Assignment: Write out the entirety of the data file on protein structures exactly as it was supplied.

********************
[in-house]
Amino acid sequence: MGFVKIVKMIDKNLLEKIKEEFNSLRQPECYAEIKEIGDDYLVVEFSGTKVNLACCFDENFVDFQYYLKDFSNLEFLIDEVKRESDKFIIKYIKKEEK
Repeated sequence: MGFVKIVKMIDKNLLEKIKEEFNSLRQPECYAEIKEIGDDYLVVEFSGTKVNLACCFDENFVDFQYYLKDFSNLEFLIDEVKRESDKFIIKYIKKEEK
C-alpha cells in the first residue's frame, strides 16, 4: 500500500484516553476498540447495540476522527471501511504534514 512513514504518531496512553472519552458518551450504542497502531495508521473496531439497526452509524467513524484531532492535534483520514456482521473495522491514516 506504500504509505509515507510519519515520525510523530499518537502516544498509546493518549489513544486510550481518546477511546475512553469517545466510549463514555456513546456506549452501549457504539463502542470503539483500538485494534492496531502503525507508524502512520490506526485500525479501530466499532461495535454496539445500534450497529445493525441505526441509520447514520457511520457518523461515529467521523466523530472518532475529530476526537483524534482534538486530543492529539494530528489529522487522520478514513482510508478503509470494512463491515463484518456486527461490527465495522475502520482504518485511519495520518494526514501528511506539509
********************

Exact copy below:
[in-house]
Amino acid sequence: MGFVKIVKMIDKNLLEKIKEEFNSLRQPECYAEIKEIGDDYLVVEFSGTKVNLACCFDENFVDFQYYLKDFSNLEFLIDEVKRESDKFIIKYIKKEEK
Repeated sequence: MGFVKIVKMIDKNLLEKIKEEFNSLRQPECYAEIKEIGDDYLVVEFSGTKVNLACCFDENFVDFQYYLKDFSNLEFLIDEVKRESDKFIIKYIKKEEK
C-alpha cells in the first residue's frame, strides 16, 4: 500500500484516553476498540447495540476522527471501511504534514 512513514504518531496512553472519552458518551450504542497502531495508521473496531439497526452509524467513524484531532492535534483520514456482521473495522491514516 506504500504509505509515507510519519515520525510523530499518537502516544498509546493518549489513544486510550481518546477511546475512553469517545466510549463514555456513546456506549452501549457504539463502542470503539483500538485494534492496531502503525507508524502512520490506526485500525479501530466499532461495535454496539445500534450497529445493525441505526441509520447514520457511520457518523461515529467521523466523530472518532475529530476526537483524534482534538486530543492529539494530528489529522487522520478514513482510508478503509470494512463491515463484518456486527461490527465495522475502520482504518485511519495520518494526514501528511506539509